Communicating Vital Messages

Julius Riles teaching to a classroom full of students.
Along with research and teaching responsibilities, Julius Riles helps lead the Minority Focused News as a Locus of Empowerment ASH Scholars research team. An affiliate faculty member of the Honors College, Riles helped create and co-directs the Media and Diversity Center on the MU campus. Photo courtesy of Julius Riles.

Part of the ASH Scholars Program, the Minority Focused News as a Locus of Empowerment research team investigates the manners in which news websites and streaming platforms that serve under-represented and marginalized populations provide a benefit to society.

The team was created in 2019 and undergraduate students at the University of Missouri who participate in the research seek to understand how identity-focused content serves as a safe space for those affected groups. It’s work that Julius Riles, an associate professor of communication at MU, had admired since its inception.

Riles joined Mizzou in 2016, bringing with him a variety of research interests, primarily related to the study of the interplay between media use and social relationships. While Riles was hopeful to eventually lend his expertise to the Minority Focused News team, the opportunity finally presented itself a couple years ago, when he was able to join Chris Josey as co-lead of the group. Josey is an associate teaching professor of communication at MU.

“I was always fascinated by their work, as it was right in my wheelhouse,” said Riles who is also an affiliate faculty member in the MU Honors College. “When a faculty spot opened, I was more than willing to step in, and it’s been incredibly rewarding to work with them. We have great engagement across the board and such rich conversations. There are a variety of perspectives, too, which is important to have.”

Riles developed a passion for communication as he was working toward his psychology degree at the University of Illinois Urbana-Champaign. He ended up staying at Illinois for his master’s degree and Ph.D., both coming in communication.

“When I was wrapping up my bachelor’s degree, I realized I was taking a lot of electives that were focused on studying media messages and media psychology,” Riles said. “I was really enjoying those courses and they drew me toward communication. Plus, I was learning from some really great people who were working on interesting projects. It all came together nicely.”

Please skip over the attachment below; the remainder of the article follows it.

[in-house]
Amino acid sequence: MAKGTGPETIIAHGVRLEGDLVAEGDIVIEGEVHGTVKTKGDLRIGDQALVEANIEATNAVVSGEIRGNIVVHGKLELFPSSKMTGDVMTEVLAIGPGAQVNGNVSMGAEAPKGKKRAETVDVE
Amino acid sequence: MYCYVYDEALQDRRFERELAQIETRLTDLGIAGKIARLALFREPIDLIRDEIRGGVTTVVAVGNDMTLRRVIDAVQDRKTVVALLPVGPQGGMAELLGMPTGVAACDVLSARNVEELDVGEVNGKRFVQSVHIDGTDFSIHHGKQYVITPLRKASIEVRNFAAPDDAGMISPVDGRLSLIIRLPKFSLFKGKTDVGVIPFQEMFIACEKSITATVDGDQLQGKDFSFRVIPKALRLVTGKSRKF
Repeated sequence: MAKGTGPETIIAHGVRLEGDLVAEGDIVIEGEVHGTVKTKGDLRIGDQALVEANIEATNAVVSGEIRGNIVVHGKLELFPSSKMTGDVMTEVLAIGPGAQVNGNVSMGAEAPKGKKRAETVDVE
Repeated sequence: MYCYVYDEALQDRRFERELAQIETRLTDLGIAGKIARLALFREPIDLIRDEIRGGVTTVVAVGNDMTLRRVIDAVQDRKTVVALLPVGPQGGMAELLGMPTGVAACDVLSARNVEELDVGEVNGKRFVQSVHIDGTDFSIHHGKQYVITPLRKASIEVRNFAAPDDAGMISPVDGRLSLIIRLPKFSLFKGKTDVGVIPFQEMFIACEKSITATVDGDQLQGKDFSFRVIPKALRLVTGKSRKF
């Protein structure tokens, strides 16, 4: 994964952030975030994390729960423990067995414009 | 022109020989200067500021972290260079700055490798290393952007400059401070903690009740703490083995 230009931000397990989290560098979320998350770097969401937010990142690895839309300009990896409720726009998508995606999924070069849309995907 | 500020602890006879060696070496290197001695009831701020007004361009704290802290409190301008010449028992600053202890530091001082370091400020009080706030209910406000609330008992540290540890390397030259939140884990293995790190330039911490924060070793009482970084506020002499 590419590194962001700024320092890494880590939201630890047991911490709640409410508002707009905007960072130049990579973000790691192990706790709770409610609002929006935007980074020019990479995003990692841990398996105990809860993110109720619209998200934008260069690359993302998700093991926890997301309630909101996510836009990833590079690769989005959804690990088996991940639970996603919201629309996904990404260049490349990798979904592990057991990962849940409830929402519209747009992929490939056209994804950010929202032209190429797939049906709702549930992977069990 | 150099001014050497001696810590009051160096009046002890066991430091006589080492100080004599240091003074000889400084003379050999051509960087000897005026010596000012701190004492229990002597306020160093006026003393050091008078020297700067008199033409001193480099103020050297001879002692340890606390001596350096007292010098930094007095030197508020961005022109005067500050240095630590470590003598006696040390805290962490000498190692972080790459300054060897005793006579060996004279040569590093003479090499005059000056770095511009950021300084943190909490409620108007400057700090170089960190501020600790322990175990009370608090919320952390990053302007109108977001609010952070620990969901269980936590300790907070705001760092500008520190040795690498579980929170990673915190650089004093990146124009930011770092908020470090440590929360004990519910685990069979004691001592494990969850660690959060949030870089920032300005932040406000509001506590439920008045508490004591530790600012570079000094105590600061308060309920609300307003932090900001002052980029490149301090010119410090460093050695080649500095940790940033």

Julius Riles
Julius Riles

As Riles was finishing his Ph.D., he received a message from Lissa Behm-Morawitz, professor and chair in the Department of Communication at Mizzou. There was an open position within the department and Behm-Morawitz was curious to see if Riles would be interested in joining the team.

“When I came and visited Mizzou, I was amazed with how supportive everyone was,” Riles said. “They were also asking the kind of questions that I was curious about. It was obvious that MU was going to be a place where I could grow. Plus, I was arriving at a time when important conversations were happening across campus, and I knew I could contribute to those conversations. I felt like I was going to join a place where I would be valued in terms of the perspective I was bringing.”  

At Mizzou, Riles has researched a variety of important topics, such as health and crisis communication; identity, diversity and communication; and mediated communication. He’s shared that work with MU students, too, providing them with real-world examples in the classroom. Along with those topics, they discuss themes centered around parasocial relationships, and how messages of mental illness or criminalized racial depictions influence how individuals feel about those groups.

“The questions we ask students have massive real-world implications and it’s utterly fascinating,” Riles said. “It’s easy to tailor what we’re examining back to life experiences. It’s really interesting, as we’re all navigating these types of questions every day. I never lose passion for what I’m doing because of these interactions.”

To bolster the work they’re doing in the classroom, Riles and Behm-Morawitz created and direct the Media and Diversity Center. Faculty and graduate students who are affiliated with the center work with undergraduate students to provide them with media and research experience. Along with that priority, the goals of the center include examining social identity and diverse representations in the media; engaging in research with a national network of scholars; engaging in community outreach related to media literacy; and training the next generation of social scientific media scholars.

“This is really exciting work between individuals who are interested in issues of inclusivity, or the lack thereof, within the media landscape,” Riles said. “We are focused on how we can address those issues and providing suggestions for making improvements.”

The ASH Scholars Program, a unique collaboration between the Mizzou Office of Undergraduate Research and the Honors College, has allowed Riles to explore important questions in even greater detail.  

“It’s been so rewarding to work with the ASH students,” Riles said. “What I enjoy about the team now is that we’ve reached a place where the students are developing their own research. They’re asking vital questions that we’re getting to explore.”

Riles added that funding opportunities for students to gain research experience within the arts, humanities and social sciences is incredibly important. It’s a major reason why Riles is so supportive of the ASH Scholars Program.

“This program is one of the best opportunities Mizzou has to offer,” Riles said. “Students have research interests, no matter what their major is. It’s amazing that they can pursue those interests – and I hope that support continues. The work being done allows them to grow in numerous ways.”